What’s one handmade object, purchased from an artist, that you particularly value?

We have bought and done lots of artist trades with other makers. We also have quite the art collection of local Australian artists. One of my favourite pieces is a weave by our good friend Genevieve Griffiths. It’s very detailed and Bauhaus in design. Very different to my own style.

What was your first assignment/weaving project?

I’m self-taught, and I began weaving when I found a loom in my art storeroom. I just followed the instructions to warp it up and began. I didn’t have any yarn at the time, so I just used jute and neon waxed cord. I made some lovely little pouches that I hand-sewed the zippers into. I still have two of them…

Can you tell us about a weaving project you’re particularly proud of?

When I first began weaving, I was inspired by a vintage textile wall hanging that I had seen on the internet. It took me a long time to figure out all of the complicated stitches involved in the piece. About two years into my weaving career, I was able to recreate the original piece. It’s a piece just for me and I will never sell it.

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Could you briefly describe the steps in the creative weaving process, from assignment to final product?

I like to begin by making a quick sketch of the piece, as it helps in choosing my fibres. I use predominantly vintage and recycled yarns, and some hand-spun and hand-dyed yarns, too. If I’m making a very detailed geometric piece, I will need thin, uniform fibres, and if I’m making an organic piece, I can use more squishy, bulky fibres. I then warp up my loom.

I love the way the majority of weaving is simple tabby weave. It takes a lot of attention to detail to make it look even and the salvages straight. Then I like to add some interest, texture and pizzazz by using interesting stitches like rya sumac.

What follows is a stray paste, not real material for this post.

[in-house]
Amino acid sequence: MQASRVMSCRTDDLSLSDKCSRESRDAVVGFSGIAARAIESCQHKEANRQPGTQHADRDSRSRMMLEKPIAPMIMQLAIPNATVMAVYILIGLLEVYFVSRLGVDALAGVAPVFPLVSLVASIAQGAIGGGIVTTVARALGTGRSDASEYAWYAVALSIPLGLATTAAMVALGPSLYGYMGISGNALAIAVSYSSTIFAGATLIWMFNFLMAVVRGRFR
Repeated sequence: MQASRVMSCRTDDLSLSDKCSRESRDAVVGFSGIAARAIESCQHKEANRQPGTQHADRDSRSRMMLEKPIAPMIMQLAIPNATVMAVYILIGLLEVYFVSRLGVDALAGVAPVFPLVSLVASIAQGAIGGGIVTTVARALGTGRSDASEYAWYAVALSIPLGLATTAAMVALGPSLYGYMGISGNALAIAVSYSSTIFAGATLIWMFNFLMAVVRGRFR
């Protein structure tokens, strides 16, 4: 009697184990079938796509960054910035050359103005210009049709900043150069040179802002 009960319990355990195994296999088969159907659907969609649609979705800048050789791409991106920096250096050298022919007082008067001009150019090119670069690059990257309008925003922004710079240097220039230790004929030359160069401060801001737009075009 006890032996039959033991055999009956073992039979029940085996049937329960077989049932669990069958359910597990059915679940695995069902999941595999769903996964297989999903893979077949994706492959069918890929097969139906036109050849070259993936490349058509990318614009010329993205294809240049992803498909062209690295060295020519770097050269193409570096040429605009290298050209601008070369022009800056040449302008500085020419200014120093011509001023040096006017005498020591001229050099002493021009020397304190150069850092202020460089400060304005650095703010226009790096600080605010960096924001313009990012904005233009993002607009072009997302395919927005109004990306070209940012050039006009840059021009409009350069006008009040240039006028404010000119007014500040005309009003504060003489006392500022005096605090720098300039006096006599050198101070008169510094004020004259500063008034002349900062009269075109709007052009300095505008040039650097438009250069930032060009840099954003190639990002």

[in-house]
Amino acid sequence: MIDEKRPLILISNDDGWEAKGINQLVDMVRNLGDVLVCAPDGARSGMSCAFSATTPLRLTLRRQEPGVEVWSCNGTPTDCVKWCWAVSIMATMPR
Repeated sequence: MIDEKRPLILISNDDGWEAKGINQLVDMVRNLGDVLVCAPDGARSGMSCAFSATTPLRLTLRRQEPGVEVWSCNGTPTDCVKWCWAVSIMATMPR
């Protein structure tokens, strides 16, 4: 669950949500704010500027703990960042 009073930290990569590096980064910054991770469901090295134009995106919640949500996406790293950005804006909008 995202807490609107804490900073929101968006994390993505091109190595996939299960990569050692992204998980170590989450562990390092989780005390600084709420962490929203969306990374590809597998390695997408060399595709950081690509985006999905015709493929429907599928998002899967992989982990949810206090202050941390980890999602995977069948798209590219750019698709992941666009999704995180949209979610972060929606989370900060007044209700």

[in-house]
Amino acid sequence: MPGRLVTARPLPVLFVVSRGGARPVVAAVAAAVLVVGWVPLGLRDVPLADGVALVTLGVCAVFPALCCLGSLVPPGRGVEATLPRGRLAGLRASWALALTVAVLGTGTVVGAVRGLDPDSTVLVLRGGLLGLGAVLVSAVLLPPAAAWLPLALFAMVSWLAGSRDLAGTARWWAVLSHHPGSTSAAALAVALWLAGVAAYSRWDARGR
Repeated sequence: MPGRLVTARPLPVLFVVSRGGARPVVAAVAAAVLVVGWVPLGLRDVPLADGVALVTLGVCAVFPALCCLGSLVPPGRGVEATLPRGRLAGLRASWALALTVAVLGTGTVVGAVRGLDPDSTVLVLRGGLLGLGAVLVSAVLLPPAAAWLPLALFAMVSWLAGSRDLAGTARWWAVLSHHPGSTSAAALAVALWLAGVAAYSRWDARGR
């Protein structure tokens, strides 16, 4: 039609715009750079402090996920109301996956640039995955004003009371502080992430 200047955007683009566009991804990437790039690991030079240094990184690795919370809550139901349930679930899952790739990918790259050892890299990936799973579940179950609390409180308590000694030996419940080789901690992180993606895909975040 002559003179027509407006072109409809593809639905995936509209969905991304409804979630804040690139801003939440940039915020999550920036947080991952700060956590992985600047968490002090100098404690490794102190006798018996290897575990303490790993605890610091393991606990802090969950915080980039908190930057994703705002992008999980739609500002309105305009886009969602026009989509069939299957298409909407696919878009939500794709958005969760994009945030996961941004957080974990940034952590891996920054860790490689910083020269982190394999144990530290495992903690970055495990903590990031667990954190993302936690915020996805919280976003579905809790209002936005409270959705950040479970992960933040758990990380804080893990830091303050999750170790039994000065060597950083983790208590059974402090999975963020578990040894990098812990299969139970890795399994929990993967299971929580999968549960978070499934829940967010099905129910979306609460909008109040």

Critics might see weaving as repetitive and time-consuming, others would find an advantage in that. Do you find the process of weaving to be therapeutic or meditative?

Weaving is a very meditative practice, and I can let hours pass at the loom before realising where the time has gone. Once the piece is finished, there are still hours involved in hanging and sewing in ends. I like to hang the finished piece on my wall and style it up and take some photos for my records and to send through to clients.

Many aspiring weavers start off using a cardboard loom. Is this a good way to become familiar with the technique?

Weaving has been used by many cultures, for hundreds of years, who never had a local craft store to pop down to. I love teaching my students about how to make their own looms and tools cheaply from items around the home. It’s also good to use recycled yarn or fabric strips as fibres, too.

How do you see the future of handmade goods in our digital age?

We’re all getting a bit overloaded with the digital world, and we’re trying to balance and learn to remain human and survive. A good way seems to be to use our hands and minds creatively. By drawing on old crafts such as woodworking, pottery and weaving, we’re able to make connections with our past and to use our mind and body in a new way.

If you had one piece of advice to give someone who’d like to be working full-time on his or her craft, what would it be?

Do it every day and keep trying new things. Then share it, share it, share it. [Do that] before you try to sell it. Give it away to friends and family and share it on social media. That way, you’ll create awareness and a market for your product before you decide to release it into the retail world.


Go to to find out more about Maryanne’s weaving projects and classes.

Interview by Anissa Tijani